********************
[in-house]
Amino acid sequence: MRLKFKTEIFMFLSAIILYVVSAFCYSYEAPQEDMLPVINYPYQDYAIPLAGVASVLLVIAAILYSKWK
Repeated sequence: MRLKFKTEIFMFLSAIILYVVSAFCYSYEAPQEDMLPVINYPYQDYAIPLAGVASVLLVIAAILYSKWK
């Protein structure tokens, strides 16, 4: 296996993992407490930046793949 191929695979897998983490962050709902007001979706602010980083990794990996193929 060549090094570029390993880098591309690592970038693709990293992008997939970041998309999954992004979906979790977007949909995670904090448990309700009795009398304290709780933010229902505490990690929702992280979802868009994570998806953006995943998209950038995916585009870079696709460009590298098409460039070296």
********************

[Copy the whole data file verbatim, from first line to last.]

[in-house]
Amino acid sequence: MRLKFKTEIFMFLSAIILYVVSAFCYSYEAPQEDMLPVINYPYQDYAIPLAGVASVLLVIAAILYSKWK
Repeated sequence: MRLKFKTEIFMFLSAIILYVVSAFCYSYEAPQEDMLPVINYPYQDYAIPLAGVASVLLVIAAILYSKWK
């Protein structure tokens, strides 16, 4: 296996993992407490930046793949 191929695979897998983490962050709902007001979706602010980083990794990996193929 060549090094570029390993880098591309690592970038693709990293992008997939970041998309999954992004979906979790977007949909995670904090448990309700009795009398304290709780933010229902505490990690929702992280979802868009994570998806953006995943998209950038995916585009870079696709460009590298098409460039070296």